New Law to Penalize Consumers Who Pay with Plastic

There’s an anti-Consumer bill in Texas that, if passed, would water down the current state law by Penalizing Consumers Who Pay with Plastic. Americans for Consumer Education and Competition (ACEC) is warning Texas consumers that proposed “Check Out Fees” would threaten their consumer choice.

Americans for Consumer Education and Competition (ACEC) is alerting its Texas members that a new anti- consumer bill, HB 1236, being heard before the Financial Institutions Committee in the Texas State House of Representatives today, would allow Texas retailers to pass the cost of electronic transactions onto consumers who choose to pay with plastic. HB 1236 would amend current Texas statute which prevents merchants from surcharging customers who choose to pay for their purchases with credit cards.

“Legislation similar to HB 1236 in Texas was popping up in state legislatures around the country last year and we are seeing a similar pattern emerge as the 2007 sessions begin, said Rebecca Reid, Executive Director of ACEC, a consumer rights and financial literacy advocacy organization. “Consumers need to be aware of this national campaign filtering down into the states and should take heed from Australian consumers who are now feeling the brunt of promises broken by merchants who claimed that with increased regulation they would lower prices. Aussie consumers are paying the same prices and in some cases, getting surcharged on top of it.”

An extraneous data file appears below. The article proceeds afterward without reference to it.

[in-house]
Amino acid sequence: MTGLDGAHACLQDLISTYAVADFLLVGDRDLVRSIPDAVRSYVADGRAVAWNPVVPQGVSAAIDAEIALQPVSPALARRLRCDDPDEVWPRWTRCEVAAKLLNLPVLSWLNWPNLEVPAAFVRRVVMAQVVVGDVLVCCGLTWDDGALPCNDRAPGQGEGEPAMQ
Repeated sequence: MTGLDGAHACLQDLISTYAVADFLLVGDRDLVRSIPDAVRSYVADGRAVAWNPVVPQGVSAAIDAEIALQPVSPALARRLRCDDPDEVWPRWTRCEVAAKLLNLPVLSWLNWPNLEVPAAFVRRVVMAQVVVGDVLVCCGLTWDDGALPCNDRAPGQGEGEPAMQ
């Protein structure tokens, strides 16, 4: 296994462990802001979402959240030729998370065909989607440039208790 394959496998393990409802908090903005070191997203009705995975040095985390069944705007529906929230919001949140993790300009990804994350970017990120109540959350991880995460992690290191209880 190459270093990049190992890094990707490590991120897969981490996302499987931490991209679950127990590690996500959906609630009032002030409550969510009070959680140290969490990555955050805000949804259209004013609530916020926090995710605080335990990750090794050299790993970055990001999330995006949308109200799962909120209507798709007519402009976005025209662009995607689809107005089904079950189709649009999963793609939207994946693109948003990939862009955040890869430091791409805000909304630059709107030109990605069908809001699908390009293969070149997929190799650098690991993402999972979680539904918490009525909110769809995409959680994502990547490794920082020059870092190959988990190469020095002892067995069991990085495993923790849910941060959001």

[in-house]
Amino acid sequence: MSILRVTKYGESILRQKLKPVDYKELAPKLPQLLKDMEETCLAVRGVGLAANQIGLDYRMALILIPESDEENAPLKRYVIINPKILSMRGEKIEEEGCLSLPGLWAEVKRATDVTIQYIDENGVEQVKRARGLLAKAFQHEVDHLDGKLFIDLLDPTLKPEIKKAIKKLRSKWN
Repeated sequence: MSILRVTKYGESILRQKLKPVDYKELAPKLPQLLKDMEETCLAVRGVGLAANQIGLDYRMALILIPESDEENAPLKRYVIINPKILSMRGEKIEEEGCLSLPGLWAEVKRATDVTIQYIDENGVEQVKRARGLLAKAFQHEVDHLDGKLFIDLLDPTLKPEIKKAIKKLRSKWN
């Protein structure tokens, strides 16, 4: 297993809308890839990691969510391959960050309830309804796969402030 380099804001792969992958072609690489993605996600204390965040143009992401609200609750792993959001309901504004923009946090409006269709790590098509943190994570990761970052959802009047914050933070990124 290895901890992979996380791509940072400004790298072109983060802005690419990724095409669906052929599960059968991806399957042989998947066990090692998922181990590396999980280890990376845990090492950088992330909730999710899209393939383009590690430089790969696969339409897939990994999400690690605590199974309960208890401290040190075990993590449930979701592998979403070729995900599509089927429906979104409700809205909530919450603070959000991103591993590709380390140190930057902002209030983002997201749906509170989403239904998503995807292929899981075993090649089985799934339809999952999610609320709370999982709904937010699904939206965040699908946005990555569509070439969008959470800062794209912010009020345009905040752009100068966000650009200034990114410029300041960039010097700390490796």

While HB 1236 calls for merchants to notify consumers prior to adding a surcharge fee to a purchase made using a credit card, there are no provisions for enforcement of that requirement. Several states, including Texas, have No Surcharge language in statute that protects consumer choice and most credit card companies prohibit merchants from passing the cost of electronic payment processing onto the consumer.

HB 1236 would allow merchants to surcharge consumers who choose to pay with credit cards for purchases not exceeding $10, yet a study conducted by the Association of Motor Vehicle Administrators shows check processing costs more than the processing of electronic transactions. Reid noted that a quick run for goods into a convenience store where prices are already drastically marked up could end up costing more than the convenience is worth.

ACEC recently launched a microsite, http://stopcheckoutfees.com/, dedicated to educating consumers about the threat of check out fees. The site provides a function for sending letters that urge elected officials to protect consumer rights and to preserve consumer choice.

Americans for Consumer Education & Competition advocates for financial literacy and consumer rights initiatives. ACEC communicates with more than 90 thousand consumers interested in issues from financial literacy to budgeting for retirement to cardholder benefits and rights. In addition, ACEC serves as a clearing-house for information on financial issues, as the organization monitors, tracks and provides analysis of financial legislation and litigation that has a direct impact on consumers.

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